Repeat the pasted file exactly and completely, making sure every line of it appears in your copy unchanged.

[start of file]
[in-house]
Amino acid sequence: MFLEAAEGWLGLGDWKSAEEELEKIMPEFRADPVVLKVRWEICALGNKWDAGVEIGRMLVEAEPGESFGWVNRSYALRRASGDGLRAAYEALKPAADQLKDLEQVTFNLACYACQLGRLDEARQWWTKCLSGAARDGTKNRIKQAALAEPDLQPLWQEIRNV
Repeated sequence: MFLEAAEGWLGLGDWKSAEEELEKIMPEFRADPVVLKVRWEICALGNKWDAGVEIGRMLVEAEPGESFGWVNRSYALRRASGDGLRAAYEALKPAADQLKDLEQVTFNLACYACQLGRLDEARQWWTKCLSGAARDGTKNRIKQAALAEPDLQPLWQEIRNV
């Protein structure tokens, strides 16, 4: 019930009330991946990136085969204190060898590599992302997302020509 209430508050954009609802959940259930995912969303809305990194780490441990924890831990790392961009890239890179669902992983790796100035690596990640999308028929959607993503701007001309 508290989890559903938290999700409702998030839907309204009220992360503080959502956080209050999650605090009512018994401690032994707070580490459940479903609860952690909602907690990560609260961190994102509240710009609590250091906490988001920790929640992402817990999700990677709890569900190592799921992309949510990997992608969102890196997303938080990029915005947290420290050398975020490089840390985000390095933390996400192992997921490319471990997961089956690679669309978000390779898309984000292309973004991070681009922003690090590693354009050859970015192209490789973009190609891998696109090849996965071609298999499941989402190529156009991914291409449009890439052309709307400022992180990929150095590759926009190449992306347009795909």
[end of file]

[in-house]
Amino acid sequence: MFLEAAEGWLGLGDWKSAEEELEKIMPEFRADPVVLKVRWEICALGNKWDAGVEIGRMLVEAEPGESFGWVNRSYALRRASGDGLRAAYEALKPAADQLKDLEQVTFNLACYACQLGRLDEARQWWTKCLSGAARDGTKNRIKQAALAEPDLQPLWQEIRNV
Repeated sequence: MFLEAAEGWLGLGDWKSAEEELEKIMPEFRADPVVLKVRWEICALGNKWDAGVEIGRMLVEAEPGESFGWVNRSYALRRASGDGLRAAYEALKPAADQLKDLEQVTFNLACYACQLGRLDEARQWWTKCLSGAARDGTKNRIKQAALAEPDLQPLWQEIRNV
């Protein structure tokens, strides 16, 4: 019930009330991946990136085969204190060898590599992302997302020509 209430508050954009609802959940259930995912969303809305990194780490441990924890831990790392961009890239890179669902992983790796100035690596990640999308028929959607993503701007001309 508290989890559903938290999700409702998030839907309204009220992360503080959502956080209050999650605090009512018994401690032994707070580490459940479903609860952690909602907690990560609260961190994102509240710009609590250091906490988001920790929640992402817990999700990677709890569900190592799921992309949510990997992608969102890196997303938080990029915005947290420290050398975020490089840390985000390095933390996400192992997921490319471990997961089956690679669309978000390779898309984000292309973004991070681009922003690090590693354009050859970015192209490789973009190609891998696109090849996965071609298999499941989402190529156009991914291409449009890439052309709307400022992180990929150095590759926009190449992306347009795909």